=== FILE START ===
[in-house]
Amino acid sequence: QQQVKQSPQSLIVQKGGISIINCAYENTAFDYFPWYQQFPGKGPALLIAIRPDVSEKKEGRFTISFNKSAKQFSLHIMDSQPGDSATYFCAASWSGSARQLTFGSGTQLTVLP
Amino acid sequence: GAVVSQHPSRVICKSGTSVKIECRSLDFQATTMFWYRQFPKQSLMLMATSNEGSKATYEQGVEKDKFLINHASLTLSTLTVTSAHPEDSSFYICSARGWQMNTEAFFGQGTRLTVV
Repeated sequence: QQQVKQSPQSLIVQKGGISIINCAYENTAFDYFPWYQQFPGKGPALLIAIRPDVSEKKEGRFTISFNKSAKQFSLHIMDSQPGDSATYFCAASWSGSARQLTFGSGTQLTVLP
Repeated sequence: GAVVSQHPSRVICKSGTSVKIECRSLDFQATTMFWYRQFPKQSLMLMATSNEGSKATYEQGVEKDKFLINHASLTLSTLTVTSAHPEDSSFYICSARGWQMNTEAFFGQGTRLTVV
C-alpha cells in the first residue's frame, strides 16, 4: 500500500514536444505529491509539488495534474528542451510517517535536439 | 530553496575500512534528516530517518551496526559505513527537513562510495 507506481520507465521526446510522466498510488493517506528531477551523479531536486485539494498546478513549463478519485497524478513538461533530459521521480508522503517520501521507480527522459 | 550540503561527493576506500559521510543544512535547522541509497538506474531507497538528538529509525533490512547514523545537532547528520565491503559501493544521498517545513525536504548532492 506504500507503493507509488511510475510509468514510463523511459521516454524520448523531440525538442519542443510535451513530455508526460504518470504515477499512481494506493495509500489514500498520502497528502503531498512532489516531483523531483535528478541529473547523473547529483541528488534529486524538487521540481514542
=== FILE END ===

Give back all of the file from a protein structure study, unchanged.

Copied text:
[in-house]
Amino acid sequence: QQQVKQSPQSLIVQKGGISIINCAYENTAFDYFPWYQQFPGKGPALLIAIRPDVSEKKEGRFTISFNKSAKQFSLHIMDSQPGDSATYFCAASWSGSARQLTFGSGTQLTVLP
Amino acid sequence: GAVVSQHPSRVICKSGTSVKIECRSLDFQATTMFWYRQFPKQSLMLMATSNEGSKATYEQGVEKDKFLINHASLTLSTLTVTSAHPEDSSFYICSARGWQMNTEAFFGQGTRLTVV
Repeated sequence: QQQVKQSPQSLIVQKGGISIINCAYENTAFDYFPWYQQFPGKGPALLIAIRPDVSEKKEGRFTISFNKSAKQFSLHIMDSQPGDSATYFCAASWSGSARQLTFGSGTQLTVLP
Repeated sequence: GAVVSQHPSRVICKSGTSVKIECRSLDFQATTMFWYRQFPKQSLMLMATSNEGSKATYEQGVEKDKFLINHASLTLSTLTVTSAHPEDSSFYICSARGWQMNTEAFFGQGTRLTVV
C-alpha cells in the first residue's frame, strides 16, 4: 500500500514536444505529491509539488495534474528542451510517517535536439 | 530553496575500512534528516530517518551496526559505513527537513562510495 507506481520507465521526446510522466498510488493517506528531477551523479531536486485539494498546478513549463478519485497524478513538461533530459521521480508522503517520501521507480527522459 | 550540503561527493576506500559521510543544512535547522541509497538506474531507497538528538529509525533490512547514523545537532547528520565491503559501493544521498517545513525536504548532492 506504500507503493507509488511510475510509468514510463523511459521516454524520448523531440525538442519542443510535451513530455508526460504518470504515477499512481494506493495509500489514500498520502497528502503531498512532489516531483523531483535528478541529473547523473547529483541528488534529486524538487521540481514542